I like your ideas about rewarding the player for skillful empire management, not just in the score but also in the victory condition itself. In Civ3 terms, allowing a player to win who achieved X turns of WLTKD (We Love The King Day), or in Civ6 terms, having the most turns with the most ecstatic citizens.
 
Another thing I realized, about resources. One of the values of having a resource node with a big icon on it that says "DYES - luxury resource" or the like, is that it's telling you up front what the actual usefulness of that tile is going to be, really. If we create abstractions so that we represent just that the tile has certain plant life on it, and we have somewhere in our infrastructure megalist the ability to yield luxury dyes from the resource harvested from tiles, then we're requiring a reference to the manual, or another screen, for the player to use the information in the game strategically. This lowers accessibility, it changes the feel of the game. And, if counted as an obstacle, I don't know what to do about it. I still want production chains, because I think that's going to be 100% the way to go to bring in the possibility of economic warfare gameplay, but making the exploration and settlement phase become technical "reading" instead of chewy "seeing colorful commodity and consuming" is a hit to popular appeal. (I also want to have more things done on tiles, numerically. Maybe even returning to an "improved" tile and improving it some more, with better technology, or even extracting multiple things. A more productive coal mine, for example.)

(I think one step you could take to re-orient the design to going for that anyway, is to cultivate that interest in settling through an interest in accessing the variety and the quantity of resources. So, instead of the bright icon being "DYES, YUM", we somehow train the player to like to see the resource AS the bonus tile feature, and expect it to "be good" eventually. And not betraying that mode of engagement.)
 
Another thing I realized, about resources. One of the values of having a resource node with a big icon on it that says "DYES - luxury resource" or the like, is that it's telling you up front what the actual usefulness of that tile is going to be, really. If we create abstractions so that we represent just that the tile has certain plant life on it, and we have somewhere in our infrastructure megalist the ability to yield luxury dyes from the resource harvested from tiles, then we're requiring a reference to the manual, or another screen, for the player to use the information in the game strategically. This lowers accessibility, it changes the feel of the game. And, if counted as an obstacle, I don't know what to do about it. I still want production chains, because I think that's going to be 100% the way to go to bring in the possibility of economic warfare gameplay, but making the exploration and settlement phase become technical "reading" instead of chewy "seeing colorful commodity and consuming" is a hit to popular appeal. (I also want to have more things done on tiles, numerically. Maybe even returning to an "improved" tile and improving it some more, with better technology, or even extracting multiple things. A more productive coal mine, for example.)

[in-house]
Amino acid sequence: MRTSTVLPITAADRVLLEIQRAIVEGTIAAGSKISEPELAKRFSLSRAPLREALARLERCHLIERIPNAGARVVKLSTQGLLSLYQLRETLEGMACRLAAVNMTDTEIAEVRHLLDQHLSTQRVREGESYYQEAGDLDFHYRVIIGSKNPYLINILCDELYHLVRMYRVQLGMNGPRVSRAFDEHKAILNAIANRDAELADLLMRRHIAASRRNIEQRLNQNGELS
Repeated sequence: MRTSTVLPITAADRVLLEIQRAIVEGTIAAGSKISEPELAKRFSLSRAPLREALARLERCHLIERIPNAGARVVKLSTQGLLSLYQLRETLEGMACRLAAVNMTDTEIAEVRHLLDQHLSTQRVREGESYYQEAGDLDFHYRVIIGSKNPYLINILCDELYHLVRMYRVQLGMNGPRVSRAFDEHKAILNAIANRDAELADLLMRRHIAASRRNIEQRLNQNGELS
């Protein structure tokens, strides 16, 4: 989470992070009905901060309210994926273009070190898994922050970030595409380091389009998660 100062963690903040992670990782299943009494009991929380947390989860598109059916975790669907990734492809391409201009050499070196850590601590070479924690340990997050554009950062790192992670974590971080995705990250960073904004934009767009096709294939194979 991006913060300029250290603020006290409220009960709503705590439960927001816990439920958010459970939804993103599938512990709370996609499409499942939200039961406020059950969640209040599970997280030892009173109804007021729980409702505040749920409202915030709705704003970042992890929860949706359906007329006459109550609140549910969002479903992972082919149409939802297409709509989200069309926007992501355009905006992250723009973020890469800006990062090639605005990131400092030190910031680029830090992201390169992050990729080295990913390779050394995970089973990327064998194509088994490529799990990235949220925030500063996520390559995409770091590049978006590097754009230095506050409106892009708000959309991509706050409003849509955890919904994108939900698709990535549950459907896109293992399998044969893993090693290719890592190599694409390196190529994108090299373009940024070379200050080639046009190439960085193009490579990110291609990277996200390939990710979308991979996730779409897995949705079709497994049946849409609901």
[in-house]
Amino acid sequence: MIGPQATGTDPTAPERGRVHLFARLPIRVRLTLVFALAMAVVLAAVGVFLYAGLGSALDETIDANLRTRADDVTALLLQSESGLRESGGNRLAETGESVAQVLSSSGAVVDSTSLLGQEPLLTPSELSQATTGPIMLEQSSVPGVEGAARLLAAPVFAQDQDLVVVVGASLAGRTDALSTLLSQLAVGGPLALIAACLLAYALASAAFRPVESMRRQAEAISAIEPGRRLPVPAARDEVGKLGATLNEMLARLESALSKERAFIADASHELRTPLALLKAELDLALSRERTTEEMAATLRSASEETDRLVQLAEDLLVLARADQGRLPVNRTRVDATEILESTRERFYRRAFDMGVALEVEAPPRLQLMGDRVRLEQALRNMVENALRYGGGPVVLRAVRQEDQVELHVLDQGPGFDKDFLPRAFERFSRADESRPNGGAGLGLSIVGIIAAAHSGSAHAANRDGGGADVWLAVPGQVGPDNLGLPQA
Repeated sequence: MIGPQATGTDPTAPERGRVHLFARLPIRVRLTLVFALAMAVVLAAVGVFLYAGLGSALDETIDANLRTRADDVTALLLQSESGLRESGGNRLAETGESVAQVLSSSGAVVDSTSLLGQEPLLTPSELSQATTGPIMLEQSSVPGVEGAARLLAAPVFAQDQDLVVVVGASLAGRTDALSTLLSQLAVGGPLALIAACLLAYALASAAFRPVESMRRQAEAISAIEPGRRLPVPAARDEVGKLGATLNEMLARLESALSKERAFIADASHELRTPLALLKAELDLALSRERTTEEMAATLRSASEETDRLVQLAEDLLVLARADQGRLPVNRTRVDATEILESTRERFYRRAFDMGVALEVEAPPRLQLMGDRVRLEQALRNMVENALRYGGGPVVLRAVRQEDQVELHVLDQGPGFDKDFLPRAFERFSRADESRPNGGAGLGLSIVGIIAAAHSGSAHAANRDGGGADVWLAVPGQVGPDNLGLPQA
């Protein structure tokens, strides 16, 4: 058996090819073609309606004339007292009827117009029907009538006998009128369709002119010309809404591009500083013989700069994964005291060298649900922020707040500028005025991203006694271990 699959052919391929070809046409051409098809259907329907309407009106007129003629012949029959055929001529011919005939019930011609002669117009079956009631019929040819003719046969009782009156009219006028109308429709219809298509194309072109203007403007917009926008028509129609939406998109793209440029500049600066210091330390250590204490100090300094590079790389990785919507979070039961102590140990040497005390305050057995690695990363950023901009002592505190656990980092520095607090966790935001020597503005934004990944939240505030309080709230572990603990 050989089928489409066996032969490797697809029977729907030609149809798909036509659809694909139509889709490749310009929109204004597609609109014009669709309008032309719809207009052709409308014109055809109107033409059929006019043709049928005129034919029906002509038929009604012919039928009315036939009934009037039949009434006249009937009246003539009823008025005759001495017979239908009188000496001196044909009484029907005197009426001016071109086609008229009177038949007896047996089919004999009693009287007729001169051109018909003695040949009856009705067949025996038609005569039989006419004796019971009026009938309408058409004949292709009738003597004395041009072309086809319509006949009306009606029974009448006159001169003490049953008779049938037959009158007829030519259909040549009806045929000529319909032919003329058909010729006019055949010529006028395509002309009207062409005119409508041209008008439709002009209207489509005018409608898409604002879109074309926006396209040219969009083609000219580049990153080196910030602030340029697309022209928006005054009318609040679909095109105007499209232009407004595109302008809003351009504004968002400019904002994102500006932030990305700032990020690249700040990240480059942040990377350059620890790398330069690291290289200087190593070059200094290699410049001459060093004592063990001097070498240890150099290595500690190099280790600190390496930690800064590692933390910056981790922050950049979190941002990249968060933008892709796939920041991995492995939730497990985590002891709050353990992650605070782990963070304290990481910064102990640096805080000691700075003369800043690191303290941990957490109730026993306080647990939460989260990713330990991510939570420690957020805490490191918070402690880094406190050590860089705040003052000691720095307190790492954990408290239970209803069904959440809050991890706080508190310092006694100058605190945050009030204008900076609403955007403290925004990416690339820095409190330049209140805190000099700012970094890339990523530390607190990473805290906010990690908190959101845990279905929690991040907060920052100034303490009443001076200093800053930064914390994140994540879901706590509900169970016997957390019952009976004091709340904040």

(I think one step you could take to re-orient the design to going for that anyway, is to cultivate that interest in settling through an interest in accessing the variety and the quantity of resources. So, instead of the bright icon being "DYES, YUM", we somehow train the player to like to see the resource AS the bonus tile feature, and expect it to "be good" eventually. And not betraying that mode of engagement.)
No Problem. You are forgetting the usefulness of having the game in a computer instead of on a cardboard map.
The icon for any Resource can simply reflect what You can use it for, based on the Technology or other factors that you can employ At That Moment.

So, DYES might normally indicate Luxury Resource, but if you can also use Dyes to create Camouflage uniforms for your troops it might indicate on the map as you see it: "DYES: Luxury, Strategic Resource"

And in the late game, when 'natural' resources like Elephants, Whales and such may be protected by International Law, the tag on those as Strategic, Luxury or Bonus Resources may disappear entirely, indicating to you that it's Past Time you went looking for an artificial substitute "Resource" - in those sample cases, manufactured Plastics and/or Oil.
 
Top Bottom